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How to Read Your Oil Tank Gauge and When to Refill

Heating oil is one of the more affordable methods of heating your home during the colder months, but it does come with some minor maintenance requirements. On the bright side, much of this maintenance can be easily done DIY style, further lending oil to cost-effectiveness. Whether you just bought a home that is set up for oil heating, you’re thinking about making the switch to oil, or you’re a renter with a less than responsive landlord, we’re here to help you through one of the routine processes you’ll face: how to read your oil tank gauge and knowing when to refill. 

Can’t I Just Look at The Float Gauge?

Most modern heating oil tanks come equipped with a float gauge that can give a quick and rough estimate of how full your tank is. How this gauge works is actually very simple: the visible portion of the gauge represents roughly how much oil is left in the tank. Beneath that visible portion is a hinged arm with a float attached to the end that is less dense than the oil itself, causing the float to move up and down according to the tank’s reserve of fuel. Schedule a refill when the gauge reads you have about a ¼ tank left. 

The problem is that these gauges are known to be a bit unreliable, and when you’re looking for an accurate reading to determine whether or not it’s time to make an order for more fuel, there are some extra steps to take to make sure that you get the proper amount.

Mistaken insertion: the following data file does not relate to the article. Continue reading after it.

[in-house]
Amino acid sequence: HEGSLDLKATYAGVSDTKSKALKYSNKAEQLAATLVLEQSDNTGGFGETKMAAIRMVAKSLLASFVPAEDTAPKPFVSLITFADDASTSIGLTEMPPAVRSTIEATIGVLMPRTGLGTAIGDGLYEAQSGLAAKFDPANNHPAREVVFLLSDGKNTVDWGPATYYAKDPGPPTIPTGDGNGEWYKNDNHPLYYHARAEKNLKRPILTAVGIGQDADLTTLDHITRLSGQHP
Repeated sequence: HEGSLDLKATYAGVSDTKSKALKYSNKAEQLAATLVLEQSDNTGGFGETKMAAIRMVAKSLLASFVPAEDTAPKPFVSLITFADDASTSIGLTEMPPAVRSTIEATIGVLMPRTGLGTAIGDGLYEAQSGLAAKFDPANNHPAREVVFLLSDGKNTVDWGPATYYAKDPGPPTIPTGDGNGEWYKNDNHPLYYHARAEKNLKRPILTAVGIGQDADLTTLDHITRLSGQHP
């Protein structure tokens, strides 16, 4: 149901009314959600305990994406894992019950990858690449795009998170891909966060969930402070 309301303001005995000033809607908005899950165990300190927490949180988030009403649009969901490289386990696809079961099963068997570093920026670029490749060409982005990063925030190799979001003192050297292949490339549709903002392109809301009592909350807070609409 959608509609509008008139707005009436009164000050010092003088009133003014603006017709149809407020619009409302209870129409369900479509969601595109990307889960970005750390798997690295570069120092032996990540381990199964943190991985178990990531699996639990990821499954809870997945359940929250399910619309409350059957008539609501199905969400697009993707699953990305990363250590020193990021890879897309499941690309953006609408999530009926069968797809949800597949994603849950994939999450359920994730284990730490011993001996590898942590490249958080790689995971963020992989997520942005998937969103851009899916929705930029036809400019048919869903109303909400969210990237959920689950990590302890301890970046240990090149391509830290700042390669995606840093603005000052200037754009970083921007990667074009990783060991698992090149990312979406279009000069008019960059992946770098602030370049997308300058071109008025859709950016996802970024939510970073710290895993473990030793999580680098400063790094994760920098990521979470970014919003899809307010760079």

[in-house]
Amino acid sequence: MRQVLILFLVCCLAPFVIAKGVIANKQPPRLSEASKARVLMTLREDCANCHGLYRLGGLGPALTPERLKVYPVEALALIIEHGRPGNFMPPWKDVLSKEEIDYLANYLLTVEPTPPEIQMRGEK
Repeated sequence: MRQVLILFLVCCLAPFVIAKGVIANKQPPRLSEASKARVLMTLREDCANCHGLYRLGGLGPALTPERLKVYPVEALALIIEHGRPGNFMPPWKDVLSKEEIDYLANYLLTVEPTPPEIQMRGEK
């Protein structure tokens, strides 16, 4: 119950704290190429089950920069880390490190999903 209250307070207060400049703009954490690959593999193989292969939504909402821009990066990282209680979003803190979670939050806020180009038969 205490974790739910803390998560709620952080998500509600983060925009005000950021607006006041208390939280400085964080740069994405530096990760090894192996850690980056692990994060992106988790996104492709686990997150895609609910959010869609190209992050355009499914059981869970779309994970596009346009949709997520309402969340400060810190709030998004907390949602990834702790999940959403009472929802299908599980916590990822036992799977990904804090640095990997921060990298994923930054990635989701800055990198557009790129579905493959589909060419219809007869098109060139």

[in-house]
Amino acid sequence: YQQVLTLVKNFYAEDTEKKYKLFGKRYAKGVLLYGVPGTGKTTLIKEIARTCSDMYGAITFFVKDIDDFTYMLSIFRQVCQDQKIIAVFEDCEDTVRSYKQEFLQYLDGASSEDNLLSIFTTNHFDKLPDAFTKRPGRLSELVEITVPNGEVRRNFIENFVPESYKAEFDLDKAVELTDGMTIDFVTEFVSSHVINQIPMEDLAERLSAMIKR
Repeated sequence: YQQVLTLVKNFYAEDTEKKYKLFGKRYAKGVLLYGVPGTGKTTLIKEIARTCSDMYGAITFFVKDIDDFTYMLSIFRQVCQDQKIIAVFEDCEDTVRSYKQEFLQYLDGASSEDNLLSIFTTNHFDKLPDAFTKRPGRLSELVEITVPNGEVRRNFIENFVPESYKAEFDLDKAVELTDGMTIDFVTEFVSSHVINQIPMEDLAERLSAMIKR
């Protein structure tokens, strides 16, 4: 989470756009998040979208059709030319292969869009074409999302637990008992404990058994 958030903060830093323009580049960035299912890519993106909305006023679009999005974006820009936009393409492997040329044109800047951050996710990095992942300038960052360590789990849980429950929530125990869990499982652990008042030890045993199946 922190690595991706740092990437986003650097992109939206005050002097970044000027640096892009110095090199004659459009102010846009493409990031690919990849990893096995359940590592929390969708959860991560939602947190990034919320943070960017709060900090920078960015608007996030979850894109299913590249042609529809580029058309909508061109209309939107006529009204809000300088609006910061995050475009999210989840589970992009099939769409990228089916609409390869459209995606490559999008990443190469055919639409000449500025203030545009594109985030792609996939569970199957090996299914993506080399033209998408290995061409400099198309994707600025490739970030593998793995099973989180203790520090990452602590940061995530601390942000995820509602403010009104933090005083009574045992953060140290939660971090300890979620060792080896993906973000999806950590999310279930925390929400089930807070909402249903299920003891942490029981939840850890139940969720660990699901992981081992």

A Better Way To Measure How Much Oil You Have Left

If you’re looking for a more accurate method of measurement, you can’t beat a good old-fashioned yardstick. But before you just start greasing up your tools, verify the capacity and orientation of your tank. The most common variety is the 275 gallon tank, which can be oriented horizontally or vertically. 

Once you know what type of tank you have, go ahead and open a heating oil tank conversion chart, and grab your trusty yardstick. Place your measuring device into the tank all the way to the bottom and then remove it. You will be able to clearly see how much oil is left in your tank in inches. You can then determine how much oil you have left in the tank using the chart we have provided by matching up how many inches were measured on the yardstick with the size and style of your tank. Before ordering, always remember to leave space for air in the tank, as the max capacity in a 275 gallon tank is actually 260 gallons. 

HVAC Repairs and Oil Delivery in Pennsylvania

At Bucks County Fuel, you can count on us for more than your oil needs. Keeping you warm in the winter and cool in the summer, our team of trained technicians can service and repair your air conditioning and heating systems. Whether it’s for your business place or home, our professionals can service and maintain boilers, hot water heaters, furnaces and all your climate control equipment. Our qualified technicians can advise you on the best HVAC system for your space so that you get maximum performance and long-term energy efficiency savings.